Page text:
Today’s Tea Party-ers eye with skepticism the intrusions of the federal government into all sorts of matters: guns, education, charity, health care, business regulation, etc. They clamor for change, and will certainly have a substantial impact on the coming electoral cycle. But advocates of limited government should also reflect on which strategies are most effective at introducing real and substantial change. Both Thomas Woods and Thomas Jefferson contend that waiting for a benevolent Supreme Court, President, or Congress is not the right way. States cannot trust the federal government to police itself. They must take a direct role in reeling back federal power. Nullification is the best way to concretely implement the principle of subsidiarity, restore true federalism, and strengthen a truly Constitutional rule of law.

Acton’s The Birth of Freedom comes to six PBS stations this Independence Day weekend, and AEI’s Enterprise blog has a good post about the Christian foundations of American freedom and The Birth of Freedom: “It’s a good place to start if you’re interested in recalling, learning, or helping others to learn about the deep roots of the freedom we celebrate every Fourth of July. Those roots define, in part, what it means to be an American citizen.”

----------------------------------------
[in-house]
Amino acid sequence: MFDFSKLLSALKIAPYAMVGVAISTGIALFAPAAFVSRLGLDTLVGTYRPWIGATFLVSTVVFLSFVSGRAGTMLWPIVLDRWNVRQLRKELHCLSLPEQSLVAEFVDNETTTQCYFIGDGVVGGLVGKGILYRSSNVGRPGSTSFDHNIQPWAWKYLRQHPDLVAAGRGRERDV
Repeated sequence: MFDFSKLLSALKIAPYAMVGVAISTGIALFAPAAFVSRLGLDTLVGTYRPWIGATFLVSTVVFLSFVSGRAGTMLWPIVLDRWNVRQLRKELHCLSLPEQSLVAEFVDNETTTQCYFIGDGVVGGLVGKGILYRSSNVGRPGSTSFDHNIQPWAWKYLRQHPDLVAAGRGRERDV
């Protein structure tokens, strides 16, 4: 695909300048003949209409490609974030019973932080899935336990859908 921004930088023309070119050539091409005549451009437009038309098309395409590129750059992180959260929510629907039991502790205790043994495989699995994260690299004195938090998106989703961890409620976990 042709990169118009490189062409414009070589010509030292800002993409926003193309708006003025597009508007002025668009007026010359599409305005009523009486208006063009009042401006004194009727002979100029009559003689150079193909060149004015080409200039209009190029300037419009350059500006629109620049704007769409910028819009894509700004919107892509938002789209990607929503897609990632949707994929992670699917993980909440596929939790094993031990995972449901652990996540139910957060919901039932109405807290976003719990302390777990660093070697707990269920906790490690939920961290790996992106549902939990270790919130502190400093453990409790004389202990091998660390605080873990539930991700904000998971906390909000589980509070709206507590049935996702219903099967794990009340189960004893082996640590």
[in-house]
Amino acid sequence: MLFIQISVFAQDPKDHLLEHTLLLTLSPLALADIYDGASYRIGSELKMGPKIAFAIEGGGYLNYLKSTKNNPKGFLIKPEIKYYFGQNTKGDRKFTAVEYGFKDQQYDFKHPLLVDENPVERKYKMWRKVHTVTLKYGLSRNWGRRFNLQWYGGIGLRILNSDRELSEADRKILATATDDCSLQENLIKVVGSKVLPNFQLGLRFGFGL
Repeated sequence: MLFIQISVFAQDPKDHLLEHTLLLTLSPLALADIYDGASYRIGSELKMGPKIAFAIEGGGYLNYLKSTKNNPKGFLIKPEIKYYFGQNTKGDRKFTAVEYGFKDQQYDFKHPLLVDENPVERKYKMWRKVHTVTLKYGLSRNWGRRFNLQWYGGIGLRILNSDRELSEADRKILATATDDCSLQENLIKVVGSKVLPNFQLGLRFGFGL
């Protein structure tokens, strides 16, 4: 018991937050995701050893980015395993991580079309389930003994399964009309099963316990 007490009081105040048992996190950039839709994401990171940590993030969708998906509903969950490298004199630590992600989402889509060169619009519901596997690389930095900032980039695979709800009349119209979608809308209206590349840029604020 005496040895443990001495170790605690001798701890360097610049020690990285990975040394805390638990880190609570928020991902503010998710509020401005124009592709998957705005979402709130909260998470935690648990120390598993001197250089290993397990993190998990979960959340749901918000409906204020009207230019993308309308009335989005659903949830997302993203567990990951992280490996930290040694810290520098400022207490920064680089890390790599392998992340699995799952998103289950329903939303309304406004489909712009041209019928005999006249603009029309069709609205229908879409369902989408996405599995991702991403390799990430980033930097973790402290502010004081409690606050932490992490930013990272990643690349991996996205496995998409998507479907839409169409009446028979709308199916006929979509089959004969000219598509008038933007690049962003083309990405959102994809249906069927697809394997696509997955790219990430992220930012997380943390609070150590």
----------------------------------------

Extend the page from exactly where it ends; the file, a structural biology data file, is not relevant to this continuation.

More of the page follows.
PBS Airings This Weekend
Tampa Bay, WEDU–July 4th, 9:00 p.m.
Carbondale, Illinois, WSIU/WUSI–July 4th, 1:00 p.m.
San Diego, KPBS–July 5th, 12:00 am (also July 7th, 4:00 am and July 11th 3:00 a.m.)
Baton Rouge, Louisiana Public Broadcasting–July 4th, 8:00 a.m. on LPB2
Grand Rapids, Michigan, WGVU–July 5th, 12:30 a.m.
Syracuse, New York, WCNY–July 4, 3:00 p.m.

Here’s the PBS station finder if you want to thank your station for airing it or find out if your station plans to air it later.

Since reading Rousseau raises a questions on almost innumerable topics, you can imagine that the Q&A after a lecture I gave on Rousseau was broad and varied. Among other things, love, family, and problems with relationships and maturity within modern liberal culture were a recurring theme. Two pieces that came up in discussion were:

1. Karol Wojtyla’s (John Paul II) Love and Responsibility. This is a beautiful book on human love and an antidote to most of the nonsense that goes around on love these days. I highly recommend it, but if you haven’t studied philosophy formally it might be best to skip the introduction on objects and subjects, and instead begin with the chapter, “Metaphysical Analysis of Love”